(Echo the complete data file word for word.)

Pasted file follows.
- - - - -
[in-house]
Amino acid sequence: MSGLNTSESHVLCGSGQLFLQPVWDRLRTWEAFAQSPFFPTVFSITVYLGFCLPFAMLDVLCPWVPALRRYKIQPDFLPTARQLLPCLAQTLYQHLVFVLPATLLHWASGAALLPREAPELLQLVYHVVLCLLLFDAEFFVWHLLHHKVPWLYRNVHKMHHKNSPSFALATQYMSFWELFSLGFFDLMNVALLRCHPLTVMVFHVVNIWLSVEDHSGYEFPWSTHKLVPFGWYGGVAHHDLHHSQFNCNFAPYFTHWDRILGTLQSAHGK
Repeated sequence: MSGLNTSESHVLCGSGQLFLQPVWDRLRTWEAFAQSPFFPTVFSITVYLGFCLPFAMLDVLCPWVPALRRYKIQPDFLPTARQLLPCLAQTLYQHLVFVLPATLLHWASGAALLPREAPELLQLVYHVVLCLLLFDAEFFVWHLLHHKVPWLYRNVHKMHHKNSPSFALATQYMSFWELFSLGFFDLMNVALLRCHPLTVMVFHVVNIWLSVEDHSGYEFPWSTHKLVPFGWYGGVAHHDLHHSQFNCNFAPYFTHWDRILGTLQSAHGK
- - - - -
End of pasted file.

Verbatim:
[in-house]
Amino acid sequence: MSGLNTSESHVLCGSGQLFLQPVWDRLRTWEAFAQSPFFPTVFSITVYLGFCLPFAMLDVLCPWVPALRRYKIQPDFLPTARQLLPCLAQTLYQHLVFVLPATLLHWASGAALLPREAPELLQLVYHVVLCLLLFDAEFFVWHLLHHKVPWLYRNVHKMHHKNSPSFALATQYMSFWELFSLGFFDLMNVALLRCHPLTVMVFHVVNIWLSVEDHSGYEFPWSTHKLVPFGWYGGVAHHDLHHSQFNCNFAPYFTHWDRILGTLQSAHGK
Repeated sequence: MSGLNTSESHVLCGSGQLFLQPVWDRLRTWEAFAQSPFFPTVFSITVYLGFCLPFAMLDVLCPWVPALRRYKIQPDFLPTARQLLPCLAQTLYQHLVFVLPATLLHWASGAALLPREAPELLQLVYHVVLCLLLFDAEFFVWHLLHHKVPWLYRNVHKMHHKNSPSFALATQYMSFWELFSLGFFDLMNVALLRCHPLTVMVFHVVNIWLSVEDHSGYEFPWSTHKLVPFGWYGGVAHHDLHHSQFNCNFAPYFTHWDRILGTLQSAHGK